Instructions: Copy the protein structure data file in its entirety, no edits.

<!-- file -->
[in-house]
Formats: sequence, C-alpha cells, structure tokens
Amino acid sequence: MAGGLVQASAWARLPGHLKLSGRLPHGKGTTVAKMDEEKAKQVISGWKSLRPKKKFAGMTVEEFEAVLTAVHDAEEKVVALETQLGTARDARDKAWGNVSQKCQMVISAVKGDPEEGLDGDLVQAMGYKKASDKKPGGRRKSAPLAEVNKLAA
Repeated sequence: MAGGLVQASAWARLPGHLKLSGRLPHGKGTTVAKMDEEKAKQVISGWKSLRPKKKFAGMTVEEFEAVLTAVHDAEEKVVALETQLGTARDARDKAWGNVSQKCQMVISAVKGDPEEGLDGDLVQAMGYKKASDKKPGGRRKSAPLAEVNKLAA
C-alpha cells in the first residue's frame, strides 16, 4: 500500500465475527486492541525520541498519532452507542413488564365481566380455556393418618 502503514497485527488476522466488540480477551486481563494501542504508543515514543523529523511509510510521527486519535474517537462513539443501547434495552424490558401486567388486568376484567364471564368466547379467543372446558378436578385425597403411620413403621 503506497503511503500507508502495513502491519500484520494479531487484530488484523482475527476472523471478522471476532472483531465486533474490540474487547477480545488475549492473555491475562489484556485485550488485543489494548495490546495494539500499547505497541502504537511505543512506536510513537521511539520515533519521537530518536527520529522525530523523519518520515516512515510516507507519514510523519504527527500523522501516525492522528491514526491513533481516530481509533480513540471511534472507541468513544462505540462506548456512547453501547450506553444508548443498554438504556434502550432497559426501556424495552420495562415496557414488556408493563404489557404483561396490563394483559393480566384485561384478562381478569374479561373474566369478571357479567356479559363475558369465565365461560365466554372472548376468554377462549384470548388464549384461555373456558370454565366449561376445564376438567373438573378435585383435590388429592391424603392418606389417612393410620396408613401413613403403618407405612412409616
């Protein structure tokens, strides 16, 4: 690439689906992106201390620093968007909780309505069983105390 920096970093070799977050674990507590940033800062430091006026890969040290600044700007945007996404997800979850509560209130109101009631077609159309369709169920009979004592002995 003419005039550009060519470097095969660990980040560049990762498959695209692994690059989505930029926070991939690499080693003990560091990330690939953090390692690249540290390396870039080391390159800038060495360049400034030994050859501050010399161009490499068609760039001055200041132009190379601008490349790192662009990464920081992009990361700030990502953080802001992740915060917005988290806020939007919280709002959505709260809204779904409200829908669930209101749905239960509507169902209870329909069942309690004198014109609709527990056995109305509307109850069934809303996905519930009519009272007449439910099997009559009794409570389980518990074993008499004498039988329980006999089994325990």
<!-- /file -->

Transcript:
[in-house]
Formats: sequence, C-alpha cells, structure tokens
Amino acid sequence: MAGGLVQASAWARLPGHLKLSGRLPHGKGTTVAKMDEEKAKQVISGWKSLRPKKKFAGMTVEEFEAVLTAVHDAEEKVVALETQLGTARDARDKAWGNVSQKCQMVISAVKGDPEEGLDGDLVQAMGYKKASDKKPGGRRKSAPLAEVNKLAA
Repeated sequence: MAGGLVQASAWARLPGHLKLSGRLPHGKGTTVAKMDEEKAKQVISGWKSLRPKKKFAGMTVEEFEAVLTAVHDAEEKVVALETQLGTARDARDKAWGNVSQKCQMVISAVKGDPEEGLDGDLVQAMGYKKASDKKPGGRRKSAPLAEVNKLAA
C-alpha cells in the first residue's frame, strides 16, 4: 500500500465475527486492541525520541498519532452507542413488564365481566380455556393418618 502503514497485527488476522466488540480477551486481563494501542504508543515514543523529523511509510510521527486519535474517537462513539443501547434495552424490558401486567388486568376484567364471564368466547379467543372446558378436578385425597403411620413403621 503506497503511503500507508502495513502491519500484520494479531487484530488484523482475527476472523471478522471476532472483531465486533474490540474487547477480545488475549492473555491475562489484556485485550488485543489494548495490546495494539500499547505497541502504537511505543512506536510513537521511539520515533519521537530518536527520529522525530523523519518520515516512515510516507507519514510523519504527527500523522501516525492522528491514526491513533481516530481509533480513540471511534472507541468513544462505540462506548456512547453501547450506553444508548443498554438504556434502550432497559426501556424495552420495562415496557414488556408493563404489557404483561396490563394483559393480566384485561384478562381478569374479561373474566369478571357479567356479559363475558369465565365461560365466554372472548376468554377462549384470548388464549384461555373456558370454565366449561376445564376438567373438573378435585383435590388429592391424603392418606389417612393410620396408613401413613403403618407405612412409616
């Protein structure tokens, strides 16, 4: 690439689906992106201390620093968007909780309505069983105390 920096970093070799977050674990507590940033800062430091006026890969040290600044700007945007996404997800979850509560209130109101009631077609159309369709169920009979004592002995 003419005039550009060519470097095969660990980040560049990762498959695209692994690059989505930029926070991939690499080693003990560091990330690939953090390692690249540290390396870039080391390159800038060495360049400034030994050859501050010399161009490499068609760039001055200041132009190379601008490349790192662009990464920081992009990361700030990502953080802001992740915060917005988290806020939007919280709002959505709260809204779904409200829908669930209101749905239960509507169902209870329909069942309690004198014109609709527990056995109305509307109850069934809303996905519930009519009272007449439910099997009559009794409570389980518990074993008499004498039988329980006999089994325990």